Sarah Hake is a geneticist working on plant development in the Department of Plant and Microbial Biology, University of California, Berkeley. She is also a member of the National Academy of Sciences. I met Sarah Hake when I was a graduate student at Berkeley, and she was teaching a course on plant genetics and developmental biology. I approached Sarah after the course had finished, because I was curious about the genes that might have been responsible for the atypical morphology of the high elevation ferns, I was studying for my PhD dissertation. I invited Sarah to the herbarium and showed her my ferns. Hardly anything was known about the genes that control morphological development in non-flowering plants. Sarah invited me to work in her lab for six months to explore these questions. We were so thrilled and enthusiastic about science.
Sarah has been the most influential role model in my career. She is not only an amazing scientist, but she is probably one of the most positive people I have ever met. She infuses positivity and working in her lab was simply fun. Sarah was inclusive, considerate, and incredibly generous with her time and knowledge. She also attracted a group of strong and passionate women. My time in her lab was vibrant and I enjoyed myself to the fullest. Her lab became my second lab. Sarah is very human and an amazing mother. Sarah was able to balance an incredibly successful career in science and an amazing family. Sarah also has a farm, and is a passionate about the outdoors.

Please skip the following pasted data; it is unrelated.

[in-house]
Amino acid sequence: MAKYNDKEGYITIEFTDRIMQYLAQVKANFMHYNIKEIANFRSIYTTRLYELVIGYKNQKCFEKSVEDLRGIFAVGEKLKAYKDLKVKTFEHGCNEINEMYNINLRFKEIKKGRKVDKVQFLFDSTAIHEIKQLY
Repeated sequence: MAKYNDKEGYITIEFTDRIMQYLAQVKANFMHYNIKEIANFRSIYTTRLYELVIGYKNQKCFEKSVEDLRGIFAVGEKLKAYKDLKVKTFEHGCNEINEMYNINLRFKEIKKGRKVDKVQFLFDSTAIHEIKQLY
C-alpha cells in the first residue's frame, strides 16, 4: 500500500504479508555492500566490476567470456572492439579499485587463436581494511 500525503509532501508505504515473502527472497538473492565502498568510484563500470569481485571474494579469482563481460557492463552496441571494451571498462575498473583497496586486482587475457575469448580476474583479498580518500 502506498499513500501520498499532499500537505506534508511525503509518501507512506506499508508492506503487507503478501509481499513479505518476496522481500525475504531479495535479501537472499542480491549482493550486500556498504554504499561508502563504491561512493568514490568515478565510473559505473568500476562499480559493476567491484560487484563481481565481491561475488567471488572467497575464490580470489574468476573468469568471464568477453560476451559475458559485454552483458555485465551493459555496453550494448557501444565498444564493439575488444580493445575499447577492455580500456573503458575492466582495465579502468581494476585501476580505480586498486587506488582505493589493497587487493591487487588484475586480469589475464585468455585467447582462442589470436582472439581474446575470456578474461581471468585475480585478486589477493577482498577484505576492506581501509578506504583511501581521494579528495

About Dr Sanchez-Baracaldo
Patricia Sanchez-Baracaldo is a Royal Society University Research Fellow and Reader in Microbiology at Bristol University. Her research interests include photosynthesis, biogeochemical cycles, climate change, microbial comparative genomics, and evolutionary biology. She did her PhD in plant evolutionary biology in the Department of Integrative Biology at the University of California, Berkeley. As a postdoctoral researcher, Patricia worked on the molecular ecology of Cyanobacteria at Bristol University. She then had a career break of about five years and half to look after her young family and returned to science with a Daphne Jackson fellowship in 2011, and a Dorothy Hodgkin Royal Society Fellowships in 2012. In 2016, Patricia was awarded a Royal Society University Research Fellowship. Patricia is currently a member of the Royal Society Diversity Committee and the chair of the Equality and Diversity Committee in the School of Geographical Sciences at Bristol University.